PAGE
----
by Jasper Willems February 13th, 2019
For the romantic soul, it takes at least a few years to get fully acquainted with Rotterdam’s iconoclast ethos. The Dutch port city is the natural habitat of enfant terrible city sculptor Joep van Lieshout, shoestring pop absurdist Harry Merry, and beat-provocateur Jules Deelder, the type of mavericks who remain unperturbed by the whims of overwhelming change. By skulking and grubbing within the city’s inner cracks, they have come to define its very shape. Between the lush boutique shops and furbished food places, a joint like Café Timmer likewise sits proudly like a century-old anachronism: a safe house where the poets and authors congregate.
Lewsberg tap into that clandestine spirit like few bands do these days. The group’s sound recalls the likes of The Velvet Underground, Galaxie 500 and Television, albeit not in a way that gives the impression of a mere facsimile. Like other notable Rotterdam peers (rabid post-punks Rats on Rafts and noise-rock revisionists The Sweet Release Of Death come to mind), the foursome of Arie van Vliet, Michiel Klein, Shalita Dietrich, and Dico Kruijsse remains confidently — and comfortably — self-contained within their own creative parameters.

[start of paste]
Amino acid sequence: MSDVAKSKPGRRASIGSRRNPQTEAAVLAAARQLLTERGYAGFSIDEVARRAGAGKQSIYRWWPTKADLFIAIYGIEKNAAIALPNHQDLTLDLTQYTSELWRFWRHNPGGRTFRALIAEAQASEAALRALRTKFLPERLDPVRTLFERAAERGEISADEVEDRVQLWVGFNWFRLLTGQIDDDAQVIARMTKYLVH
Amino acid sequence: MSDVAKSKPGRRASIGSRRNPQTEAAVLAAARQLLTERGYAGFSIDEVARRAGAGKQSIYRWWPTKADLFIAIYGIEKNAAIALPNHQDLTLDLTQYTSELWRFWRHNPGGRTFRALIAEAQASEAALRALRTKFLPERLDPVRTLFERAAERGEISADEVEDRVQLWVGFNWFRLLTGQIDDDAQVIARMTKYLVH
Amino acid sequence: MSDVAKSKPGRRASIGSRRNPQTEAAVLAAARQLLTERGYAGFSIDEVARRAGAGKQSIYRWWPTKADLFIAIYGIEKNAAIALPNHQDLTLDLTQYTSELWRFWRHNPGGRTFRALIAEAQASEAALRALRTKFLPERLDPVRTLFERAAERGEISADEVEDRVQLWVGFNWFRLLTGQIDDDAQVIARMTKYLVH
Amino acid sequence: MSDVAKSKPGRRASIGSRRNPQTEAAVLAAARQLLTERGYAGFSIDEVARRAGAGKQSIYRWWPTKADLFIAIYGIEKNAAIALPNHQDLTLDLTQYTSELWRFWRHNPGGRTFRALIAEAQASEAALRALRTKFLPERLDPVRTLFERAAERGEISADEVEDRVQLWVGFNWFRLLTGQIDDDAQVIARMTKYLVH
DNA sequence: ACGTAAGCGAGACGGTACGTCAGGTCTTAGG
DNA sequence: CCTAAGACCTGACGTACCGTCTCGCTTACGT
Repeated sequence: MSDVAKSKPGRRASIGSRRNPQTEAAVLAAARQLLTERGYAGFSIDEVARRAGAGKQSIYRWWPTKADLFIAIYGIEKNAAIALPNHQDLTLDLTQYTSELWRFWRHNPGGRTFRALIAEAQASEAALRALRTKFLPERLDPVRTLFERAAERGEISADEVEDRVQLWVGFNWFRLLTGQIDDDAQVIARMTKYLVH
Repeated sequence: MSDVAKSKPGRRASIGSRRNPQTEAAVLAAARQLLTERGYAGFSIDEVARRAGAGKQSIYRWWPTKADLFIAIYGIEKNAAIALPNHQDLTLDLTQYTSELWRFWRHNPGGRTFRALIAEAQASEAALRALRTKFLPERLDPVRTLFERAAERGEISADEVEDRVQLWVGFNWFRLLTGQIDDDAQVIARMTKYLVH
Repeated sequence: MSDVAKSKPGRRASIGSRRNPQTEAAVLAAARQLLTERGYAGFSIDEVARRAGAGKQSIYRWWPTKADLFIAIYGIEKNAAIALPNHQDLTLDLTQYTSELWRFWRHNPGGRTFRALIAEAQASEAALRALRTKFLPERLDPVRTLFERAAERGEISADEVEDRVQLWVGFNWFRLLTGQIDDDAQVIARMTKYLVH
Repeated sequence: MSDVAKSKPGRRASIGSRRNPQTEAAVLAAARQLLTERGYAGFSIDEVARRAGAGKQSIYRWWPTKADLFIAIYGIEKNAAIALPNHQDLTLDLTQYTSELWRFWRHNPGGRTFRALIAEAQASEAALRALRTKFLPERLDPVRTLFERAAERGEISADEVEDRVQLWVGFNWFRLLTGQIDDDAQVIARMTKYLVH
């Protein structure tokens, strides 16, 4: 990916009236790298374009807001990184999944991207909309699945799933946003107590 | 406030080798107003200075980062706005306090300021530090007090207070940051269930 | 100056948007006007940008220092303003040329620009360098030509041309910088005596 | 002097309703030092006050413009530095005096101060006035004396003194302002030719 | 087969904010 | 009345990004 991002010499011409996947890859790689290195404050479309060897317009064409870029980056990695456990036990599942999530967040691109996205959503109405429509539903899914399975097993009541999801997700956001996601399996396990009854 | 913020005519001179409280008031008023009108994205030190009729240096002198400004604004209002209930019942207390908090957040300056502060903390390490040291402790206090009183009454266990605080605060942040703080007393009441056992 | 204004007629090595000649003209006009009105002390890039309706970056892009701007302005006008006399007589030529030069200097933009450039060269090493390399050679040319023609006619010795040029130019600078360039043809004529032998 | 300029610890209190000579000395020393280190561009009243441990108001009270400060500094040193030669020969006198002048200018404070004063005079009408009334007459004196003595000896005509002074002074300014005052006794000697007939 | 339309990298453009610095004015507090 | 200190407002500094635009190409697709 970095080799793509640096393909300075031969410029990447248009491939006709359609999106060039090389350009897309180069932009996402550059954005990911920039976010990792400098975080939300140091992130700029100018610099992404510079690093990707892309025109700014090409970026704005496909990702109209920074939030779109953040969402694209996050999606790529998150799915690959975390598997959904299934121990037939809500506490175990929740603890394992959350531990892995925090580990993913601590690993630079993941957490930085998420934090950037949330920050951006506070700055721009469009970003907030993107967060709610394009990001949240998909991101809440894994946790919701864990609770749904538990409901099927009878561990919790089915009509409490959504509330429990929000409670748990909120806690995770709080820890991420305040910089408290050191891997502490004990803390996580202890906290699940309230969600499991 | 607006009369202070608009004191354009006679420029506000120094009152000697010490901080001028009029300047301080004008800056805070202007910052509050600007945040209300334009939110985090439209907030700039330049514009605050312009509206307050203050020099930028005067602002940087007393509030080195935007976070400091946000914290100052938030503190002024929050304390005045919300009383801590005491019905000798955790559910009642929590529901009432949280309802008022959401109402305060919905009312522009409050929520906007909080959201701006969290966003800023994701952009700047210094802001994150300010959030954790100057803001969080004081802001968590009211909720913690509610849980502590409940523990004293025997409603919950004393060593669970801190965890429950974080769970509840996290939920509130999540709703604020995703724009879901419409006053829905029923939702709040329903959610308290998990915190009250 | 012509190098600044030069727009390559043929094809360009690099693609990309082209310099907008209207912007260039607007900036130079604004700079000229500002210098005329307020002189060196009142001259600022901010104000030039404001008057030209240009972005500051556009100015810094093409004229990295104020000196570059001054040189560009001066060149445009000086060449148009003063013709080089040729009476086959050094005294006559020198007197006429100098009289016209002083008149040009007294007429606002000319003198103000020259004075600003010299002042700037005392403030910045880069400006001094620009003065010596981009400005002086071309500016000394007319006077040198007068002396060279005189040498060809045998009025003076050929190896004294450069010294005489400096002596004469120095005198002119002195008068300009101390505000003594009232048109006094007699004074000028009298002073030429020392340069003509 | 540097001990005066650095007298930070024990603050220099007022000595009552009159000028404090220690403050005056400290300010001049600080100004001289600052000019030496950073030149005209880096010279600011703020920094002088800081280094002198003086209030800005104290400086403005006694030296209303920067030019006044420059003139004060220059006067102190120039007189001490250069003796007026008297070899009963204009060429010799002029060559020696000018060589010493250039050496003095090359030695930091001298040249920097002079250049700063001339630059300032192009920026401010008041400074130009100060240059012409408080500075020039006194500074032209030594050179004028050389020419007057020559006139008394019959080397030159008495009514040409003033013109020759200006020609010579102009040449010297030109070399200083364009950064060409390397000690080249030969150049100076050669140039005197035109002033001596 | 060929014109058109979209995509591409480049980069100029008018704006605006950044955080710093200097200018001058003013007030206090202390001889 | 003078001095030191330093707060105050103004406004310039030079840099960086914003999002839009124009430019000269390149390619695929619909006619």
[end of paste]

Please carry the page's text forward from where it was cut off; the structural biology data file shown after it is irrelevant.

“It started with a conundrum”, Van Vliet deadpans with a distinctively wooden Dutch accent on ‘Non-Fiction Writer’, “He said: ‘It was light at night and dark during the days”. The song illustrates the defeatist tale of a writer protagonist trying to coax a female companion at a bar with faux-profound platitudes. In some ways it’s quite hilarious because Van Vliet doesn’t add any smarm to this rather pathetic episode, opting to pragmatically narrate from the bird’s eye view. “The song doesn’t judge anyone,” Van Vliet comments. “It pretty much describes what happens word for word. But it is strange, isn’t it, to do all that creative unpacking just for the right to brag about it in a bar full of strangers? The true writers don’t write for those reasons, they do it because they have an urge to do it.”
Van Vliet is referring to homegrown auteurs like Cornelis Vaandrager, Frans Vogel, and Robert Loesberg — Lewsberg is, in fact, named after the latter. What do these writers and poets have in common? For one, they all tap into misanthropic, nihilistic, and disillusioned sentiments with raging abandon, and logically, their work has been met with divisive responses. Loesberg’s career, in particular, didn’t exactly unfold in prophecies of fame and accolades — he tragically fizzled out in obscurity, eventually dying prematurely in 1990 at the age of 46. But after his death, Loesberg remained somewhat of a cult figure locally: in 2012, a Dutch publisher called Lebowski unearthed and reissued his book Enige Defecten, which translates to English as ‘Some Defects’.